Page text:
It’s that time again! Today we have post #2 for the February Blog Tour, courtesy of the fine people over at Graf-Martin Communications Inc. and Baker/Revell books.
This month I have 3 books to share with you, all very different from each other: one book I thought I would enjoy and didn’t (see Tuesday’s post), one book I thought might be decent and was (that’s today!), and one book I initially wasn’t sure about but LOVED. Of course, we’re going to save the best for last, so come back tomorrow for the third and final stop on the February Blog Tour.
Today we have historical fiction…
Abigail (Wives of King David, #2) – Jill Eileen Smith
Synopsis (from the promo materials):
Her days marked by turmoil and faded dreams, Abigail has resigned herself to a life with a man she does not love. But when circumstances offer her a second chance at happiness with the handsome David, she takes a leap of faith to join his wandering tribe. Still, her struggles are far from over. How can she share his love with the other women he insists on marrying?
Abigail follows the bestselling Michal and continues Jill Eileen Smith’s rich story of David’s wives.
Once again, this was the second book in a series for which I hadn’t read the first book… but in this case, it didn’t really matter. You can read this one as a stand-alone because, quite simply, it’s Biblical Fiction. If you know the story of King David (or even if you don’t, really), the book can stand alone because it focuses on a different part of David’s life.
That said, I expected the book to be decent and readable, and it was. Smith is authoritative in her writing, and does an excellent job of capturing the spirit of this historical period. She has a lot of detail to work with (head on over to Ye Olde Bible and have a read of the original story!) and manages to convey both character and story in a way that’s true to the Scriptures but new enough to compel the reader to keep reading.
The unfortunate side of things for me is that I recently took several Seminary classes on the Old Testament/Pentateuch, so the material was too fresh in my mind to be able to really enjoy the book the way I think I might have, had I not been quite as familiar with the storyline. Mind you, even if you’re really familiar with the story of David and his wives, but enjoy historical fiction of this variety (“Biblical fiction” , in other words), Abigail would be a good choice. If you want, head out and grab Michal and start there, as I’m sure it’s just as compelling as this book (if not moreso… I was always more curious about Michal, so I’m interested in seeing how Smith approaches her story… yes, that means I’ll probably read it in the near future).
My primary complaint is that a significant amount of time was spent telling the story from David’s point of view. I know that it’s important to have multiple POVs if you’re writing in third person (another note: I would be very interested in seeing this tackled from Abigail’s first person perspective, but I suspect that can get tricky with Biblical fiction as people are nervous about diving into someone’s brain and adding thoughts when there isn’t clear Scriptural evidence for certain attitudes, etc.), but I found that having so much narrative from David’s POV cluttered up the story and weakened it at points.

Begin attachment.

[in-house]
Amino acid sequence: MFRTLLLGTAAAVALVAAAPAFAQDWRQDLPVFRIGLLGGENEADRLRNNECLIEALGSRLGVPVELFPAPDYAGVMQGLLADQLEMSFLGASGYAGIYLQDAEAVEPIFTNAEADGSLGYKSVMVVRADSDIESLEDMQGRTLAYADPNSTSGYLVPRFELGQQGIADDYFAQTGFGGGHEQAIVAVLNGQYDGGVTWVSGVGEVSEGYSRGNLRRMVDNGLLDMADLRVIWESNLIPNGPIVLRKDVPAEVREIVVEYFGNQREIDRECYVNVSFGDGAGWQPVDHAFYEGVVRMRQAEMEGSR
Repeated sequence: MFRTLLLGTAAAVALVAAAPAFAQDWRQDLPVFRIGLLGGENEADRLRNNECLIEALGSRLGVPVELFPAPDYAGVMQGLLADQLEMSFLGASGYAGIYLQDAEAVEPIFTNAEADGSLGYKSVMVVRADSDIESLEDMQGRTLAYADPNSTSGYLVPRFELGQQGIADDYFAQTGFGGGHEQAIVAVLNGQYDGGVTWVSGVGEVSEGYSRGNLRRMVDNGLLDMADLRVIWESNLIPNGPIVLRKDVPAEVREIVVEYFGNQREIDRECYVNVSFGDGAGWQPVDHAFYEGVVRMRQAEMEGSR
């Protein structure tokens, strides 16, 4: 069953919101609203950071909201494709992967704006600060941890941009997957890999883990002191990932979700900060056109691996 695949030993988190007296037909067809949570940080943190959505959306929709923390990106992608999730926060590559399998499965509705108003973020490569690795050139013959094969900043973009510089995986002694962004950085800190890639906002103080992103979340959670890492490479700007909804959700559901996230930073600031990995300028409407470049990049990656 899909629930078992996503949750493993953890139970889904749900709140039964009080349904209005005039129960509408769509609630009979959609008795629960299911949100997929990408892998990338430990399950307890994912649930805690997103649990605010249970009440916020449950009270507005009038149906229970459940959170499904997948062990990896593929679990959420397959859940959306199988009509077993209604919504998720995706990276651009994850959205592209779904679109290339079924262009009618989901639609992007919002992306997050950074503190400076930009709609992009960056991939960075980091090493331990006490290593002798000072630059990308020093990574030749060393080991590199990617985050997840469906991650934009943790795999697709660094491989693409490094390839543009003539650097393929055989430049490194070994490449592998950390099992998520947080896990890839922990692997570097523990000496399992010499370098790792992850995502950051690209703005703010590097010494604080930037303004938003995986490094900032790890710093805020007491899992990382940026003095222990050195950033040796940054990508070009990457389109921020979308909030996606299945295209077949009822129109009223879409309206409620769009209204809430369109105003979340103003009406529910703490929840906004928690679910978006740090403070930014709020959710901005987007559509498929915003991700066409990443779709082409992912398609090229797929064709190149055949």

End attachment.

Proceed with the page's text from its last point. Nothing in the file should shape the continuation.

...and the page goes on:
Yes, there probably isn’t enough material to write just about Abigail, and yes, I know that David’s story isn’t complete without his side of things (after all, he’s the central figure in the original account) but the story is called Abigail in a series about the Wives of King David. I would have liked to see more about her daily routine, her interactions with other women, that sort of thing. Yes, I know David feels guilty, but why do we need to see him every second chapter? We know his story. We’ve read it in the Bible. What we want to see now is the women’s side of things! Isn’t that why you’d pick up a book with this kind of title?
I realize there are likely fears about diving too much into the speculative aspect of things, especially when dealing with historical characters, but I think we have more than enough information about this time period to be able to derive some kind of thesis as to how the women spent their days and probably how they felt about each other.
Abigail is a well written, highly readable book. I didn’t love it, but that was purely my own fault due to my closeness with the material — but I liked it, and recommend it to others. If you enjoy historical fiction, this is a good choice, and it’s the kind of thing you can pass on to a non-Christian friend very easily. I don’t think you have to be a Christian to enjoy this book (due to the time period & the author’s approach to the story) and I think it would make a great study group choice — the kind of thing you could use to complement a study of David’s story in the Scriptures. There’s lots to talk about and muse over… I just wish that we saw a bit more of the women’s side of things, in the end.
Interested? Here’s a little excerpt for you to try out and see if you might like it!
Available now from your favorite bookseller from Revell,
a division of Baker Publishing Group.